Settlers of Catan—now officially shortened to Catan but still lovingly referred to as “Settlers” by many—is a wonderful gateway board game for newbies.
If your friends still think of board games as Monopoly, Taboo, and Cranium, then Catan is one of the best ways to open them up to a whole new world of modern board game mechanics!
But Catan’s game design eventually wears out its welcome.
If you like it, then by all means keep playing. When my friends ask to play Catan, I always join without complaining. But do I ever suggest bringing out Catan? Not really.
Here are some of the problems with Catan and several warning signs that you’ve outgrown Catan (and what to play instead).
1. You Dread How Long It Takes
Sure, there are plenty of excellent board games with playtimes longer than Catan. It isn’t the playtime itself that’s a problem—it’s the fact that so much of the playtime is empty downtime.
Yeah, most turn-based games have downtime when it isn’t your turn. But it’s particularly bad in Catan.
You can’t plan ahead because your next play depends on what everyone else rolls, so you have to sit around and twiddle your thumbs while everyone else goes.
And God help you if you’re playing with an Overthinker at your table! Few things are more frustrating than waiting 10 minutes for someone to finally take action.
2. You Hate Missing Turns for No Reason
There’s nothing inherently wrong with randomness in games. Some of my favorite games of all time, including Poker, have tons of randomness.
So why is it a problem in Catan? Because in Catan, a bad dice roll means losing your entire turn. If you roll an 8 and none of your hexes have an 8, tough luck! It’s not exactly a rare occurrence.
The nature of Catan’s randomness means you could miss several turns in a row—through no fault of your own! This can make an already-long game feel excruciatingly long.
3. You Hate Being Ganged Up On
Much of the strategy in Catan hinges on the trading aspect.
If you want to take down the leader and have any chance of overtaking them, you need to 1) stop trading with them and 2) hinder them with the Robber.
The problem with this? Everyone at the table except the leader is going to have the same strategy, which inevitably leads to trade embargoes and repeat Robberies.
It keeps going until the table decides you’ve been put in your place. Not fun at all because it leads to a bunch of empty, boring turns—and can even cause friction between players.
4. You Hate the Fate of the Initial Setup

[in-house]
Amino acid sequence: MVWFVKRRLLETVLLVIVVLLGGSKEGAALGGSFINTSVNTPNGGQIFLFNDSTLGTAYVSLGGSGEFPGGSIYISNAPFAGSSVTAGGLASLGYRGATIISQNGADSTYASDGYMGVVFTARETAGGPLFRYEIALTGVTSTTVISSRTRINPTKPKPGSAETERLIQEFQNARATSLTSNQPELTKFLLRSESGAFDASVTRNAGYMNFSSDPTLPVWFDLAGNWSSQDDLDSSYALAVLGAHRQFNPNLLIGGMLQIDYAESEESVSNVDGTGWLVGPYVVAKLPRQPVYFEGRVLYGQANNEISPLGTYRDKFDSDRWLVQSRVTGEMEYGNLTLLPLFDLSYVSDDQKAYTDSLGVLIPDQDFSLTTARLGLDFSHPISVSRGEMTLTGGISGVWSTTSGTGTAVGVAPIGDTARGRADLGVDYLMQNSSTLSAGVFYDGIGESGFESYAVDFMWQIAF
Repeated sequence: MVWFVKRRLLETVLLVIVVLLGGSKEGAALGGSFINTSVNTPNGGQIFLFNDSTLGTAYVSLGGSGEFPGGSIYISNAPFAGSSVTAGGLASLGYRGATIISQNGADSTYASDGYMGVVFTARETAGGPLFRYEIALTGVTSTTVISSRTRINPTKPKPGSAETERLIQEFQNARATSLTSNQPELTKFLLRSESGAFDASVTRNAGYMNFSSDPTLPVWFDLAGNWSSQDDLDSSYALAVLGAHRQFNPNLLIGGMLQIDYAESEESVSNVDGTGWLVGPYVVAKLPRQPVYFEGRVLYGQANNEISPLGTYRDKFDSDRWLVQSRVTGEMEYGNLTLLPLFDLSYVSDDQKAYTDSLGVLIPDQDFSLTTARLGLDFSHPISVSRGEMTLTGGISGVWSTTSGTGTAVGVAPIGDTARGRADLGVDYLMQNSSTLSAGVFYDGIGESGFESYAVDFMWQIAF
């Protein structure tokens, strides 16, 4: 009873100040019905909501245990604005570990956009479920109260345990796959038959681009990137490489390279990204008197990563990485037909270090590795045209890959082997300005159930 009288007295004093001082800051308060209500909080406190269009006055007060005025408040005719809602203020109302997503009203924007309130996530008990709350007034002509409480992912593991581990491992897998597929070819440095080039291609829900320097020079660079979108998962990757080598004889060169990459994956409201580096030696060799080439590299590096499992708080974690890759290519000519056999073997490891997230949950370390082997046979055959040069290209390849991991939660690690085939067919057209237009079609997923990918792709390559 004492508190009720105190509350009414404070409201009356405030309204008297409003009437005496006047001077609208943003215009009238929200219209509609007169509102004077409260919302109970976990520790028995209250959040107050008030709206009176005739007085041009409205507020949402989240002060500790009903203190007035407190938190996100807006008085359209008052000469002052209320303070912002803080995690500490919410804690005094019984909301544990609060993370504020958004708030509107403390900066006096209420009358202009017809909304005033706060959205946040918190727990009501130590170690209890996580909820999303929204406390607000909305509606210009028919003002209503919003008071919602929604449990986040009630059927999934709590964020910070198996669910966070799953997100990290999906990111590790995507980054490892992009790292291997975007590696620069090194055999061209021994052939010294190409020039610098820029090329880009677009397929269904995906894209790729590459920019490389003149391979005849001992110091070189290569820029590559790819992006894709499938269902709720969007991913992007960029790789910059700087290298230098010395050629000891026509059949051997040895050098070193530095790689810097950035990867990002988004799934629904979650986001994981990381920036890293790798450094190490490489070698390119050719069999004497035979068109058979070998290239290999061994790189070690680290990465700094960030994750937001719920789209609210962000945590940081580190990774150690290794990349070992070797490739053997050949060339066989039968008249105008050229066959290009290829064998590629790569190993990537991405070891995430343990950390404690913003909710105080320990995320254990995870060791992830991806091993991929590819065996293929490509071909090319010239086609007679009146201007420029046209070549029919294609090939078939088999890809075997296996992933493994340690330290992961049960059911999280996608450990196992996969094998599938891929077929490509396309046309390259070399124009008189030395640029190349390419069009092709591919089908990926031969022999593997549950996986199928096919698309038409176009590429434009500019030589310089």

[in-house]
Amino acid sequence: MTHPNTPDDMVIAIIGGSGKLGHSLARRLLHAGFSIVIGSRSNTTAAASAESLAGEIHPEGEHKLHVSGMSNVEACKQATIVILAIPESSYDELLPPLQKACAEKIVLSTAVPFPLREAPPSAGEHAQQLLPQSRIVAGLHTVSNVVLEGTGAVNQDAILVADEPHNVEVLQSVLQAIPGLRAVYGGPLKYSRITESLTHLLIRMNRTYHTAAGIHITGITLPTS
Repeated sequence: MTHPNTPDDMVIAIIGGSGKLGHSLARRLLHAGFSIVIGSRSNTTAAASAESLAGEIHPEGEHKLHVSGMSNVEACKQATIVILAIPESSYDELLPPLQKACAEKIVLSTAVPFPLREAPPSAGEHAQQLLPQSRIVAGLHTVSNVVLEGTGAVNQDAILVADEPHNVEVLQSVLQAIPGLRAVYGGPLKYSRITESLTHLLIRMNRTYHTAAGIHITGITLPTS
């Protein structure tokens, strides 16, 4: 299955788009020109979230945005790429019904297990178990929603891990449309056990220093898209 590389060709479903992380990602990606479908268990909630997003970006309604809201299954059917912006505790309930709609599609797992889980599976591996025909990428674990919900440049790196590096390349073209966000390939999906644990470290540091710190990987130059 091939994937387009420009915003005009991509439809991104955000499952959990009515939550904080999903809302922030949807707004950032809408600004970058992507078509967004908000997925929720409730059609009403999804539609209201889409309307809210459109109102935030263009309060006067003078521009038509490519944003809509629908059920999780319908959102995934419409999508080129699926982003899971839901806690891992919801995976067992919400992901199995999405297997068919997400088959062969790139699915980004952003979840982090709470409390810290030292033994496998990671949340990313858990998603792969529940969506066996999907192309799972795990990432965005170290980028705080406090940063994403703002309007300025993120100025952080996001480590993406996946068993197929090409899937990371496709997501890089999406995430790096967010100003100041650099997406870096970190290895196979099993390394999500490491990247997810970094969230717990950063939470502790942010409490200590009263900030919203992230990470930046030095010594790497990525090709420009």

In Catan, you place two settlements at the start of the game, and these settlements pretty much dictate the rest of the game.
If you make a poor placement—whether because you made a miscalculation, you were forced into it by other player placements, or you’re a newbie and don’t know better—it can be extremely difficult to recover from.
Furthermore, bad placements increase your likelihood of bad dice rolls, so you lose more turns. The first decision in Catan is the most important decision in Catan; it’s all downhill from there.
5. You Want More Strategic Decisions
After the initial setup, there aren’t many interesting decisions to make in Catan.
Even though you have four possible actions—Settlement, City, Road, or Development Card—only one or two of them really make sense at any given point in the game.
Even the trading aspect of Catan isn’t all that interesting; most trades are pretty straightforward, as anything less than a 1:1 trade is inefficient and it’s hard to make a bad trade once you’re familiar with how the game plays.
What Should You Play Instead of Catan?
How do you know you’ve outgrown Catan? When you get to that point where Catan feels like too long of a game for its shallow, luck-based gameplay. Just as you once graduated from Monopoly to Catan, it’s now time to graduate again.
Here are some other board games you might like:
The Castles of Burgundy has resources, settlements, dice rolls, the whole shebang—and a whole lot more, like worker tokens and a fixed number of rounds so the game never goes too long.
It’s a relatively complex game, but the added complexity is well worth the ramped up fun factor and reduced influence of randomness.
It’s really Catan: The Next Level in many ways, so definitely give this one a try if you can (perhaps at a board game cafe near you).
Much like Catan, Stone Age has you collecting and trading resources to build up your village.
While there’s some luck involved, Stone Age proves more fun than Catan because the interactions are constant, downtime is minimal, and there’s always something you can do.
It’s a little more complex than Catan, which also means it’s never quite clear who the winner is until the very end.
Just as you collect resources and spend them to build roads in Catan, you collect train tickets and spend them to build train routes in Ticket to Ride.
But Ticket to Ride is less cutthroat than Catan, so it isn’t liable to ruin as many friendships, and you’ll never be ruined by a series of bad dice rolls.
The link between Catan and Pandemic may be tenuous, but I think it’s the perfect next game if you despise the competitive aspect of Catan and board games in general.
Pandemic is a cooperative game—you’re all on the same team—and the goal is the cleanse the world of viruses before increasingly frequent epidemics wipe everyone out.
You manage and trade cards as resources like in Catan, but the decisions are more interesting and more tense.
Concordia is a strategic economic development game like Catan, but it has very few random elements. Everyone starts with the same resources in hand and the winner is determined by smart plans and smart plays.
However, there’s no player-to-player trading, so this may not be the game for you if that’s the aspect you like about Catan.